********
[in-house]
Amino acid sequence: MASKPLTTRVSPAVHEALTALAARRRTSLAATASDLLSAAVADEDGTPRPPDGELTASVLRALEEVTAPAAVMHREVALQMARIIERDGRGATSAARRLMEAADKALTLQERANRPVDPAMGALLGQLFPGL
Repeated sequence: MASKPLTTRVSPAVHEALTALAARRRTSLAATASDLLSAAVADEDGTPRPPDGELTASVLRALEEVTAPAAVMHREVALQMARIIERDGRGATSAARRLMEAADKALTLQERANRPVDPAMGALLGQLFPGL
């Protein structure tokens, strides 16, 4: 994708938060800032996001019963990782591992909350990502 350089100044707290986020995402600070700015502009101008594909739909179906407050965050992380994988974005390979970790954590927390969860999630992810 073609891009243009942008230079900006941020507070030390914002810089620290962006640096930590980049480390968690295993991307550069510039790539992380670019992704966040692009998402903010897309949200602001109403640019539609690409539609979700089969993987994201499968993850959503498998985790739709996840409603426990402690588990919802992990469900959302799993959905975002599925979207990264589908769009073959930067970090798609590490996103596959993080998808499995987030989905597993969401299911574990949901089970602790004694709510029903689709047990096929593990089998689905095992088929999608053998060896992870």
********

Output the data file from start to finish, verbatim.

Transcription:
[in-house]
Amino acid sequence: MASKPLTTRVSPAVHEALTALAARRRTSLAATASDLLSAAVADEDGTPRPPDGELTASVLRALEEVTAPAAVMHREVALQMARIIERDGRGATSAARRLMEAADKALTLQERANRPVDPAMGALLGQLFPGL
Repeated sequence: MASKPLTTRVSPAVHEALTALAARRRTSLAATASDLLSAAVADEDGTPRPPDGELTASVLRALEEVTAPAAVMHREVALQMARIIERDGRGATSAARRLMEAADKALTLQERANRPVDPAMGALLGQLFPGL
């Protein structure tokens, strides 16, 4: 994708938060800032996001019963990782591992909350990502 350089100044707290986020995402600070700015502009101008594909739909179906407050965050992380994988974005390979970790954590927390969860999630992810 073609891009243009942008230079900006941020507070030390914002810089620290962006640096930590980049480390968690295993991307550069510039790539992380670019992704966040692009998402903010897309949200602001109403640019539609690409539609979700089969993987994201499968993850959503498998985790739709996840409603426990402690588990919802992990469900959302799993959905975002599925979207990264589908769009073959930067970090798609590490996103596959993080998808499995987030989905597993969401299911574990949901089970602790004694709510029903689709047990096929593990089998689905095992088929999608053998060896992870």